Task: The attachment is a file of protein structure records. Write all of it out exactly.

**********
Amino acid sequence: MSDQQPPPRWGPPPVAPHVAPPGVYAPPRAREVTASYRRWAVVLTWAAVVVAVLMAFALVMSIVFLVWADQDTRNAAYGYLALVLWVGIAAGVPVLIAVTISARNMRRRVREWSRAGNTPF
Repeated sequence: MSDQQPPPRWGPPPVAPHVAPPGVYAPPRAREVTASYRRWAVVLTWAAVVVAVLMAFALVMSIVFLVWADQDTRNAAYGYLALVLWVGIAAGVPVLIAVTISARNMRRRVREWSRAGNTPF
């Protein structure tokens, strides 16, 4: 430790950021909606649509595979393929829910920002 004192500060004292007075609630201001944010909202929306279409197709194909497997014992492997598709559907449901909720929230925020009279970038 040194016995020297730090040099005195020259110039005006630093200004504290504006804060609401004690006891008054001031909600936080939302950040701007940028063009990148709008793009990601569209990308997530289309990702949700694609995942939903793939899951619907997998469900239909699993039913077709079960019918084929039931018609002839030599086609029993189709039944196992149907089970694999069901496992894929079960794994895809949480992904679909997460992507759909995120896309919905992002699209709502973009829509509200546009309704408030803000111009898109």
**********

Amino acid sequence: MSDQQPPPRWGPPPVAPHVAPPGVYAPPRAREVTASYRRWAVVLTWAAVVVAVLMAFALVMSIVFLVWADQDTRNAAYGYLALVLWVGIAAGVPVLIAVTISARNMRRRVREWSRAGNTPF
Repeated sequence: MSDQQPPPRWGPPPVAPHVAPPGVYAPPRAREVTASYRRWAVVLTWAAVVVAVLMAFALVMSIVFLVWADQDTRNAAYGYLALVLWVGIAAGVPVLIAVTISARNMRRRVREWSRAGNTPF
């Protein structure tokens, strides 16, 4: 430790950021909606649509595979393929829910920002 004192500060004292007075609630201001944010909202929306279409197709194909497997014992492997598709559907449901909720929230925020009279970038 040194016995020297730090040099005195020259110039005006630093200004504290504006804060609401004690006891008054001031909600936080939302950040701007940028063009990148709008793009990601569209990308997530289309990702949700694609995942939903793939899951619907997998469900239909699993039913077709079960019918084929039931018609002839030599086609029993189709039944196992149907089970694999069901496992894929079960794994895809949480992904679909997460992507759909995120896309919905992002699209709502973009829509509200546009309704408030803000111009898109």